Fair winds and following seas, Mr. Jobs. Rest in well-deserved peace.
I’ve said to Evil Rob several times that the amazing thing about Apple in the last decade is not the products they put out but the fact that those products change the rules. Other companies may come out with better products, but they’re playing by Apple’s rules. Apple’s design choices have rippled through the industry and other companies have either followed them or taken a stance in opposition to them.
Doing that for more than a decade is a reflection of something powerful.
RIP, Steve Jobs. Hope your redesign of the afterlife goes well.
The apple.com front page is really touching.
I heard in the car, being driven to a job interview by my ex-boss, who was delivering a talk there, while crossing the Vine street expressway to get onto route 95. He had been about to tell me but the radio had it before he could finish.
Steve Jobs RIP
“My candle burns at both ends
It will not last the night
But oh, my foes, and ah, my friends
It gives a cheery light”
(Edna St Vincent Millay)
I’ve never owned a Mac, or used an Apple computer. I don’t own an iPod or an iPad. The one time I tried to access iTunes, it attempted to transform my entire music library to match its preferred format (and wound up causing my PC to hang) so I deleted it.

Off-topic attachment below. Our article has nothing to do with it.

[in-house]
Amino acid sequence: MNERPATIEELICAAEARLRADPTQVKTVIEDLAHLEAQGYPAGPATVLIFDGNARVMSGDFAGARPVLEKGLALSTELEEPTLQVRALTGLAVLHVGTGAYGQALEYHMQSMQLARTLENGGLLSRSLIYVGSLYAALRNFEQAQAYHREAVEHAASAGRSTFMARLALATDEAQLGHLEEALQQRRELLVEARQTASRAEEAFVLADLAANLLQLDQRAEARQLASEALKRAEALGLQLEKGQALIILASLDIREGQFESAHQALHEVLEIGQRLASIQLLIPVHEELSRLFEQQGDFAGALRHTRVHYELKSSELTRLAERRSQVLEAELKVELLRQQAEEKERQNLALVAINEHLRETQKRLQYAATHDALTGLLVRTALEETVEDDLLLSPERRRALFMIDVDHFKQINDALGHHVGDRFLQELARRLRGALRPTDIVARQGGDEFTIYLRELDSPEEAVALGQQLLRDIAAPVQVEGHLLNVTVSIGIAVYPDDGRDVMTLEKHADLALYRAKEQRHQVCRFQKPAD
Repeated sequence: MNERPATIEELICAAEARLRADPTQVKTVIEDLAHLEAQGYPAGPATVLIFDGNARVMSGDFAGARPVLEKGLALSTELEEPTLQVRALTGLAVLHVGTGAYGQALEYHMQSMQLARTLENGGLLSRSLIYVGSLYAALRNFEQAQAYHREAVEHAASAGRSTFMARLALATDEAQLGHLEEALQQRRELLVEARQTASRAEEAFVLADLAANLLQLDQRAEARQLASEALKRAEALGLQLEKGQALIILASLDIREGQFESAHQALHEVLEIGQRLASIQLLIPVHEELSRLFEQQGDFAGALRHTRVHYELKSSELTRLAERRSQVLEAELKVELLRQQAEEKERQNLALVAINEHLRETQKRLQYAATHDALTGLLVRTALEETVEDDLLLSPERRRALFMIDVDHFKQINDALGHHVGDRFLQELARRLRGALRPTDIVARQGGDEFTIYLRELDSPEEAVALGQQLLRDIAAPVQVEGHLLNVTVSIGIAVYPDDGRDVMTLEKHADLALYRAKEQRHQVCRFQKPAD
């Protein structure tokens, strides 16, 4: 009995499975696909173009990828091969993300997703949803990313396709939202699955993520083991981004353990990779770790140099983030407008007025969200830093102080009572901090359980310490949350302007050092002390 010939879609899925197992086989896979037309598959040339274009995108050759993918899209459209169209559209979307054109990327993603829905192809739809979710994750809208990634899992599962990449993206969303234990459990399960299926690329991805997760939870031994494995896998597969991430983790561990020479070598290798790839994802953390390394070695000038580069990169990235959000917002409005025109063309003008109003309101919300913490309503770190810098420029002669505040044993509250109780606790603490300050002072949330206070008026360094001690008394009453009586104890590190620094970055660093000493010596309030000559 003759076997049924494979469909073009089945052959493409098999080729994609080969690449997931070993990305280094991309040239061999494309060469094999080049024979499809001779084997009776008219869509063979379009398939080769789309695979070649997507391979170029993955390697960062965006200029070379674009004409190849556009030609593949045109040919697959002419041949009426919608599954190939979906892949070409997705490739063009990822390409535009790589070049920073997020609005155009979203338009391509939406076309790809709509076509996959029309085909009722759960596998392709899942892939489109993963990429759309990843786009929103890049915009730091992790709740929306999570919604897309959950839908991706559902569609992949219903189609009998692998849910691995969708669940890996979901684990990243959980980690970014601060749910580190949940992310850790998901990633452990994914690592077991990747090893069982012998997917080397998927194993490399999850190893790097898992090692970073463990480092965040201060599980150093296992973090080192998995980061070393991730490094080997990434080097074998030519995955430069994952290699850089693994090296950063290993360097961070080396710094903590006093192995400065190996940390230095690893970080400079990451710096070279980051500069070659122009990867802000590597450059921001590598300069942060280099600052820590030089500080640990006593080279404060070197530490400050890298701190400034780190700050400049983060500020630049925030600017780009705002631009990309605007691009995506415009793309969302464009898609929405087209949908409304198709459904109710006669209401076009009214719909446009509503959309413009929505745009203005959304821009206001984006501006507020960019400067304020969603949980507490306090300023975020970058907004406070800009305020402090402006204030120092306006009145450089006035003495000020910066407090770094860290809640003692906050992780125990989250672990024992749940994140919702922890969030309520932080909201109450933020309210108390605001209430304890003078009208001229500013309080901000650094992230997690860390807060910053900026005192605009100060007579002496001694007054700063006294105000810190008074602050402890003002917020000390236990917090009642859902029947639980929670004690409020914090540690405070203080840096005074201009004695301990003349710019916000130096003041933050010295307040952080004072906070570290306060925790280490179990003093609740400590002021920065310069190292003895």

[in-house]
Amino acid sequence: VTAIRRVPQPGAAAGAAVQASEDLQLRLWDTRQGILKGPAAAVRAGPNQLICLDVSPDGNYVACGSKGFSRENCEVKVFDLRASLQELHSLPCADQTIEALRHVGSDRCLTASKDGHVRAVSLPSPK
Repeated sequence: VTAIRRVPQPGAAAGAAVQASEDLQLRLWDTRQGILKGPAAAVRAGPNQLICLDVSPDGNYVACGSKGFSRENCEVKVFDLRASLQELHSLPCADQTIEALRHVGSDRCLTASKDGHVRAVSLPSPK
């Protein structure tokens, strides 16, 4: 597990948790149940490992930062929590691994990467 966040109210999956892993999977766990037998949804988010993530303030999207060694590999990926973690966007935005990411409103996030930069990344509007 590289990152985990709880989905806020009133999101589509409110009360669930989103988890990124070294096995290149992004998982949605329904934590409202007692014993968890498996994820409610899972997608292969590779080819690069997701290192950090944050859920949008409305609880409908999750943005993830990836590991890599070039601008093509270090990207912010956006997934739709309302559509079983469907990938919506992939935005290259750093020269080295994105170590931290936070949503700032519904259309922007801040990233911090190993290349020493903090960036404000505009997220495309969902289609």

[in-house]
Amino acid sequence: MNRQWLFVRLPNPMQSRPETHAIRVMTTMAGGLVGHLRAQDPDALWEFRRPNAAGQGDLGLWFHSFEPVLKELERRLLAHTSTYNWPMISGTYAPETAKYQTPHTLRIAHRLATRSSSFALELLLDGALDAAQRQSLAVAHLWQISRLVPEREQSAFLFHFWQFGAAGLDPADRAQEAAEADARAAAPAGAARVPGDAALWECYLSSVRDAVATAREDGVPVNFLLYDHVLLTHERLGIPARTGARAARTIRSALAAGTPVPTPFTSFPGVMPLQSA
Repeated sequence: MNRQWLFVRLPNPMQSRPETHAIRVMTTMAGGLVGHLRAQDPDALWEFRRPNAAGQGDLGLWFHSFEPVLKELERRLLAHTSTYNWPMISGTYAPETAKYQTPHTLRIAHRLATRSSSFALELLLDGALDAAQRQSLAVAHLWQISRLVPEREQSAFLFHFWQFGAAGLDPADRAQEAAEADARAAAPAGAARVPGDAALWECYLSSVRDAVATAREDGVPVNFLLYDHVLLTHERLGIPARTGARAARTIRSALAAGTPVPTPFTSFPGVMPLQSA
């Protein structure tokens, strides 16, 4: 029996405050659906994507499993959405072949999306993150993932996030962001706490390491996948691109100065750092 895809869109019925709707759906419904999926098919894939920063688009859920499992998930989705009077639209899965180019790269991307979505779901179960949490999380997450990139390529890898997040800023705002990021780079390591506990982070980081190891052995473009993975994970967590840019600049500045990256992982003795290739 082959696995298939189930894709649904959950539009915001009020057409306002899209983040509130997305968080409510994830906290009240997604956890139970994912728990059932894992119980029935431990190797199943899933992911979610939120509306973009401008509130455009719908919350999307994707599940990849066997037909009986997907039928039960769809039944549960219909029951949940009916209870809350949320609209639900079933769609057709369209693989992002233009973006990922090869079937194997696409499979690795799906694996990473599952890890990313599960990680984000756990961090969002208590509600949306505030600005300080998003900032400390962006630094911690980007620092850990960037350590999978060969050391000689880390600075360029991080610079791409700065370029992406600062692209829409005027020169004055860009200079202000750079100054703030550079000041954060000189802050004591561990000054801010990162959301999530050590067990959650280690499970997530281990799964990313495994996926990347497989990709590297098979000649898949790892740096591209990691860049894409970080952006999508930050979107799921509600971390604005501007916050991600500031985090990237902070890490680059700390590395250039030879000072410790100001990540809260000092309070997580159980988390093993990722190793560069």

But Steve Jobs’ influence still shows up in my life.
I’m working on a PC with a GUI. I’m not going to pretend that Jobs invented the GUI – he didn’t. He wasn’t the only person to have seen the potential in it as an interface for computers. What he was, was the first person to push for the GUI to be the default interface on a personal computing system. The WIMP (Windows, Icons, Mice, Pointers) system I’m using now is largely as advanced as it is because Steve Jobs decided to sell computers to people who didn’t want to type in commands to do everything – and the GUI was tried out, and widely adopted by Apple’s competitors.